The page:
Posted on November 6, 2007 by Jeremy
Congress will vote on gender identity later this week. What is that? Well it’s:
The amendment would expand ENDA’s protections to persons discriminated against based on gender identity, defined as the gender-related identity, appearance, or mannerisms or other gender-related characteristics of an individual, with or without regard to the individual’s designated sex at birth. The amendment includes language concerning shared facilities, dress, and grooming standards, as well as a paragraph stating that the construction of additional facilities are not required.
ENDA was first proposed in 1974 and is expected to pass without the additional clause above, which will be voted on separately. In other words there’s a tension between LBG ENDA and a LBGT ENDA covering transgender issues.
So the law will read that you can’t fire butch women or fey men, straight or gay. I’m sure employers can always find other reasons to fire people and I’m also sure that firing someone or just discriminating against them (eg., not promoting them) because of who they are rather than performance is wrong.
But isn’t this the first time we’ve had a debate about identity? This is presumably not a sexuality issue. It’s not sexual orientation–that’s covered already. Does it include straight transvestites (eg., the British comedian Eddie Izzard)? I’d guess the courts, as usual, would decide these issues. Which is perhaps where most of the opposition comes from–tying up the court’s with people claiming they’ve been passed over for promotion because they’ve got a high voice or have close cropped hair etc.
I think this goes beyond the issues of discrimination we’ve typically become accustomed to: sexual orientation, religion, race, gender. (‘m not saying it shouldn’t be passed, I assume one day it will be passed, although I don’t think it will be passed this week as a matter of actual politics.)
Calling all anthropologists!
Filed under: Uncategorized | Tagged: ENDA, Identity | 2 Comments »
Posted on April 29, 2007 by Jeremy
I didn’t know this (long extract from much longer post).
Objects of curiosity were often collected during the Grand Tour – the leisurely traverse of the Continent that a young gentleman undertook as a rite of passage. Often taking years, the Grand Tour was an active curiosity seeking adventure. Because of the tyranny of distance, the Age of Discovery was populated by thrill seekers eager to discover new lands; physical explorations of classical architecture on the Continent; private displays of Cabinets of Curiosity; people gathering in coffee houses to digest the latest curious and wondrous thing. It was clearly an Age of Curiosity.
What is the 21st Century version of the Grand Tour or the Cabinet of Curiosity? Is curiosity an active seeking of something? If so, then because our world is stuffed full of digital information and abundance, perhaps we are now merely passive seekers. Everything is at our fingertips via the PC and the Internet; we can meet other humans on MySpace or Facebook; we can take any voyage of discovery we like just by sitting and clicking.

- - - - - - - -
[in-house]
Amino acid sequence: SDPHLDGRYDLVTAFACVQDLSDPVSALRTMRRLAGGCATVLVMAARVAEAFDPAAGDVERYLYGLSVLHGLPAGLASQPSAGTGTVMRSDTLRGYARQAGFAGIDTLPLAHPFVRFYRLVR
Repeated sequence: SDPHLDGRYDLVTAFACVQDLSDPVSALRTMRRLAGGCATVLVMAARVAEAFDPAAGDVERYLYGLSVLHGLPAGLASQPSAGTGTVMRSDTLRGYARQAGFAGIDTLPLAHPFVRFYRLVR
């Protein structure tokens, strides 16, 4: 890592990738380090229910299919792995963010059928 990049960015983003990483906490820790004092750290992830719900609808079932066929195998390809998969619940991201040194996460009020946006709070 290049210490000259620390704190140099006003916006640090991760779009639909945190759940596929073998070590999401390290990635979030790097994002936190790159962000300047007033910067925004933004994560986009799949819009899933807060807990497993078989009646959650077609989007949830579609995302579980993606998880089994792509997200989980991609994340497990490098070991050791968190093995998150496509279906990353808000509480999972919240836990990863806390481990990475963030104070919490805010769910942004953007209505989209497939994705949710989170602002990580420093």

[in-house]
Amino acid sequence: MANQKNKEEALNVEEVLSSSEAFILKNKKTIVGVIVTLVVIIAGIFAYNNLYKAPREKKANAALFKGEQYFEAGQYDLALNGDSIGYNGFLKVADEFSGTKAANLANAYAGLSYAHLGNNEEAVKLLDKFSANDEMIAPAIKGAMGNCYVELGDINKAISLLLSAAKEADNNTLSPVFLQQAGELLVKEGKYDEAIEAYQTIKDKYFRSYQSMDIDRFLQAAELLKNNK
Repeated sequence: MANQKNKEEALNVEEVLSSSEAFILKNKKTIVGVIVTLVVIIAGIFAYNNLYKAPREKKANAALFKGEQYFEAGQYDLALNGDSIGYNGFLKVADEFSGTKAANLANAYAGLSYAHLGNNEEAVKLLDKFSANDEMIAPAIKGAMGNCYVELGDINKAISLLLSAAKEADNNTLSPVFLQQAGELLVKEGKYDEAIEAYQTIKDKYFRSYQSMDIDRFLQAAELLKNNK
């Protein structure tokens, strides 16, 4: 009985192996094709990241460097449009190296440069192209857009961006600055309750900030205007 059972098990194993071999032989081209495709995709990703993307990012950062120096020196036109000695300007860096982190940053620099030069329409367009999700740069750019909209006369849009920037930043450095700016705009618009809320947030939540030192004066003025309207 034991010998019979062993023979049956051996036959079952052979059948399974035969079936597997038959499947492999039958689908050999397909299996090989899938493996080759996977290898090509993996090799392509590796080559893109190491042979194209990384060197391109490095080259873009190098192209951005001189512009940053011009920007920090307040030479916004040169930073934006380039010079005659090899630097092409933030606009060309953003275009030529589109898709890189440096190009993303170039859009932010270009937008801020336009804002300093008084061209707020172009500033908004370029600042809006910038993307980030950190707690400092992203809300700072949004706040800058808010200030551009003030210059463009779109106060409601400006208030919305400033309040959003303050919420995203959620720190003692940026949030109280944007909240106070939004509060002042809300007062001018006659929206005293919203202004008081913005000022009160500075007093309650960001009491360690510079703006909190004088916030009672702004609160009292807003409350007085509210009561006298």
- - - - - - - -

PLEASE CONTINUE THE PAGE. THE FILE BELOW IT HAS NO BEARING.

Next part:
And so it is a new reality we face. Maybe we are still curious but it’s a different type of curiosity. It is no longer fuelled by discovering new lands or scientific curios; it is fuelled by a thirst to know our identity in a postmodern world. Maybe curiosity has returned to a need to reconnect ourselves with nature and the environment. So it’s an internal process rather than a public one of displaying curiosity.
The Age of Discovery was a public space of curiosity: explorers physically walking, sailing and mapping the world; Newton dropping apples to learn about gravity; Galileo staring into the night sky discovering planets. Perhaps our so-called Modern Age is too smug with its reliance on science and we no longer feel the need to engage in the public space of curiosity. And so we have turned inward and discovered the New Age, the Age of Aquarius, the Age of Me and My PC. The accumulated knowledge of society is available at our fingertips on the internet to be called up Just in Time. We are no longer compelled to be curious as in the past. But we seem to be compelled to be curious about conquering of the self for beauty, health and spiritual well-being. Curiosity now equates with curiosity about me, the individual – self-knowledge.
Mmmmm…okay not sure where I am at this point in my rant. I’ve only just started thinking about all this. In the meantime, I’ve put together the thinkingshift-guide-to-being-curious.doc, which encompasses ideas and tips on how to foster curiosity in ourselves.
I’ll finish this post with a couple of things. Michel Foucault in the Masked Philosopher spoke eloquently about curiosity. He said:
“The word (curiosity) pleases me. To me it suggests something altogether different: it evokes “concern”; it evokes the care one takes for what exists and could exist; a readiness to find strange and singular what surrounds us; a certain relentlessness to break up our familiarities and to regard otherwise the same things; a fervor to grasp what is happening and what passes; a casualness in regard to the traditional hierarchies of the important and the essential.”
Coincidentally, the Bodleian Library has just digitized their “Book of Curiosities” an Arab cosmological treatise originally compiled in Egypt in the 11th century. This is the map (South at the top, the Mediterranean is on the right).
Filed under: Knowledge | Tagged: Identity | 1 Comment »